Docks this size have a tendency to make the most powerful music sound like it’s being played by a rodent four-piece in a baked bean tin. The Soundfreaq Sound Step Recharge dodges that pitfall and looks pretty tidy with it, so we decided to investigate further.
The mouse that woofed
What we have is a rechargeable dock that could in theory go for up to six hours on a single charge, although that’s going take a dive if you listen at any substantial volume. And it does do substantial volume. It even makes a stab at reproducing bass, although it’s not quite sure what to do with it – some tracks will sound quite meaty but with others you’ll find the bottom end just isn’t there. Not that you’d expect a whole lot of bass from something that’s only a bit longer than a ruler (and don’t pretend you don’t know how long a ruler is).
At lower volumes there’s enough control to deliver most types of music with clarity, although it’s only when you turn on the “U-Cubed” effect that things come to life. This widens the stereo image and adds brightness, but also muddles up a touch and introduces some hotspots in the midrange and upper frequencies.
Rock but don’t dock
So it won’t blow your earwax away but as a casual listening companion the Soundfreaq has the tools for the job. It’s Made For iPhone with a dock for Apple gear, although iPad users are limited to portrait orientation.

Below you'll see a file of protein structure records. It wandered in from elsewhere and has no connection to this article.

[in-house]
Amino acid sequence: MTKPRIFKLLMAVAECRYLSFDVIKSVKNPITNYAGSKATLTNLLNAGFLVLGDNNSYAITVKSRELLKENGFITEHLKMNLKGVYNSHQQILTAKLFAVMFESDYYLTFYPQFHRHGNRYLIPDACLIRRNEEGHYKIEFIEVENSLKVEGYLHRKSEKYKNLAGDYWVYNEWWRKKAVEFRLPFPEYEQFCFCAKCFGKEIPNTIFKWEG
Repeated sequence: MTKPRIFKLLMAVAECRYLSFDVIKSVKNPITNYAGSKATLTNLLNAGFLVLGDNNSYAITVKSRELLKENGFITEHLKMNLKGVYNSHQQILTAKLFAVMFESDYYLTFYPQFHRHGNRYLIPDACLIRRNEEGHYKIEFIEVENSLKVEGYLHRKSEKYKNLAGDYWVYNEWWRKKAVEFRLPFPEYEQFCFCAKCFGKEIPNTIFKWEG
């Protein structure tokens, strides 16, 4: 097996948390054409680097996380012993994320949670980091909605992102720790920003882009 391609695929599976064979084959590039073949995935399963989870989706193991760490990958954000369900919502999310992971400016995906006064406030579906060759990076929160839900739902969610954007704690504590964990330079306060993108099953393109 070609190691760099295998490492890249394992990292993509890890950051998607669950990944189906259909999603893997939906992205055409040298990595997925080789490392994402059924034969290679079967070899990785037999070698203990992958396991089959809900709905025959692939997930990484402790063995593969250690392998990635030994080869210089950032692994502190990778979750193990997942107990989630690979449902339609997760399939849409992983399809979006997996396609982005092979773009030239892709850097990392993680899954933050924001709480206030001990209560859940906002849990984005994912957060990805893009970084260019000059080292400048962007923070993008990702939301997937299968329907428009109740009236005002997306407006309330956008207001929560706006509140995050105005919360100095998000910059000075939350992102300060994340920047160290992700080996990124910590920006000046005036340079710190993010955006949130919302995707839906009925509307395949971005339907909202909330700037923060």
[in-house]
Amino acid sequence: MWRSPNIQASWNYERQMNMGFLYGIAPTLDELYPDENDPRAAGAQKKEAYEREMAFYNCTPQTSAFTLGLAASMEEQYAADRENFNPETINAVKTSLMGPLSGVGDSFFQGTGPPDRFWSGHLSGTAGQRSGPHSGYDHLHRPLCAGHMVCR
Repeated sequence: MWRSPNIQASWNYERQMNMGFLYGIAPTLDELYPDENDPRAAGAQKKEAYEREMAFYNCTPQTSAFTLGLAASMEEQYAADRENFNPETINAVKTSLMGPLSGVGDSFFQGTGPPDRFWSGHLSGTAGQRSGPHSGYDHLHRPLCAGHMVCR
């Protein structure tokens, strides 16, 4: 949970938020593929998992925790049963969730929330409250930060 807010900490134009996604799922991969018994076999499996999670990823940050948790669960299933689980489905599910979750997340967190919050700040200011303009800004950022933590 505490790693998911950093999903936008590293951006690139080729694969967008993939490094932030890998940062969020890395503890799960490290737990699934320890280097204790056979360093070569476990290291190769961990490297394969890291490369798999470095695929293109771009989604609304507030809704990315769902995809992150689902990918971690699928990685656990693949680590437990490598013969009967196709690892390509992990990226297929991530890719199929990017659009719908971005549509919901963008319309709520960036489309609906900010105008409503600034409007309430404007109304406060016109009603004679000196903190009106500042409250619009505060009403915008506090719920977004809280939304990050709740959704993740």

However, the supplied remote is one of those horrible flat blister types, so in most situations you’ll be better off using it wirelessly via Bluetooth. A free iOS app can be used to control the Soundfreaq’s input selector and volume controls, as well as choosing tracks, but again you’d be better off just using the far superior iTunes app.
Bluetooth for all
Non-Apple gear can be paired with Bluetooth and sounds just about as good as a docked iThing. There’s also a 3.5mm input, a handy USB port for charging other gadgets when it’s plugged into the mains, and a composite video output for watching iThing videos on a TV.
Gardener’s podcast time
Imagine this in your kitchen, the shed or out in the garden while you deadhead the dahlias and it makes sense. You could save some money and get a smaller dock but you’re likely to be disappointed by the sound of most sub-£100 options.
We’re not talking about a main system for an expansive loft apartment here, so let’s not get too hung up on those sonic imperfections. It sounds fine, looks smart and has just about all the features you’d ask of a portable dock, and while it’s no bargain it ain’t bad for the money